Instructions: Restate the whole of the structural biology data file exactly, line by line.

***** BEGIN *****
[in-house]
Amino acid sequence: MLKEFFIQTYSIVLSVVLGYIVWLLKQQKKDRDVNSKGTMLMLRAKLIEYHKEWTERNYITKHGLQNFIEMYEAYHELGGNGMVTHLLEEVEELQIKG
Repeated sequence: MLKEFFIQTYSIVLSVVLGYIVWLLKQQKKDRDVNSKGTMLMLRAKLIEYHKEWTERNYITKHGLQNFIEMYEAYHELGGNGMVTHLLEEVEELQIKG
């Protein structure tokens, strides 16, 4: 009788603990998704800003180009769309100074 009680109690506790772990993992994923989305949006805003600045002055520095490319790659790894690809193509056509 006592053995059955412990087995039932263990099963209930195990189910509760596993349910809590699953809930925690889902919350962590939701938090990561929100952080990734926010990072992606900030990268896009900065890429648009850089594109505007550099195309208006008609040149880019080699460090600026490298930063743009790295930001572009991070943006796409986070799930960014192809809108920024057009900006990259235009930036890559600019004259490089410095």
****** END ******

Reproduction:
[in-house]
Amino acid sequence: MLKEFFIQTYSIVLSVVLGYIVWLLKQQKKDRDVNSKGTMLMLRAKLIEYHKEWTERNYITKHGLQNFIEMYEAYHELGGNGMVTHLLEEVEELQIKG
Repeated sequence: MLKEFFIQTYSIVLSVVLGYIVWLLKQQKKDRDVNSKGTMLMLRAKLIEYHKEWTERNYITKHGLQNFIEMYEAYHELGGNGMVTHLLEEVEELQIKG
């Protein structure tokens, strides 16, 4: 009788603990998704800003180009769309100074 009680109690506790772990993992994923989305949006805003600045002055520095490319790659790894690809193509056509 006592053995059955412990087995039932263990099963209930195990189910509760596993349910809590699953809930925690889902919350962590939701938090990561929100952080990734926010990072992606900030990268896009900065890429648009850089594109505007550099195309208006008609040149880019080699460090600026490298930063743009790295930001572009991070943006796409986070799930960014192809809108920024057009900006990259235009930036890559600019004259490089410095």